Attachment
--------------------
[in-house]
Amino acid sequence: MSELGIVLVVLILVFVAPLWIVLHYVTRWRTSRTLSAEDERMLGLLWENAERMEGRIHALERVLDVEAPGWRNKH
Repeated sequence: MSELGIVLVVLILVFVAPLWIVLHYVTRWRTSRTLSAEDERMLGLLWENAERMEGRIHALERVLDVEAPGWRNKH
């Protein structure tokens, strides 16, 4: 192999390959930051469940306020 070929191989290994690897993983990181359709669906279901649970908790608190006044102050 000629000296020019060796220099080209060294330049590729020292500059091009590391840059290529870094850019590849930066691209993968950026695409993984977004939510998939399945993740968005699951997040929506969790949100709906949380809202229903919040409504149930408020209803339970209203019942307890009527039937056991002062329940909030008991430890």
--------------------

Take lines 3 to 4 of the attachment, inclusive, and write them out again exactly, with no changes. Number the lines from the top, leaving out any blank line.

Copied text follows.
Repeated sequence: MSELGIVLVVLILVFVAPLWIVLHYVTRWRTSRTLSAEDERMLGLLWENAERMEGRIHALERVLDVEAPGWRNKH
């Protein structure tokens, strides 16, 4: 192999390959930051469940306020 070929191989290994690897993983990181359709669906279901649970908790608190006044102050 000629000296020019060796220099080209060294330049590729020292500059091009590391840059290529870094850019590849930066691209993968950026695409993984977004939510998939399945993740968005699951997040929506969790949100709906949380809202229903919040409504149930408020209803339970209203019942307890009527039937056991002062329940909030008991430890």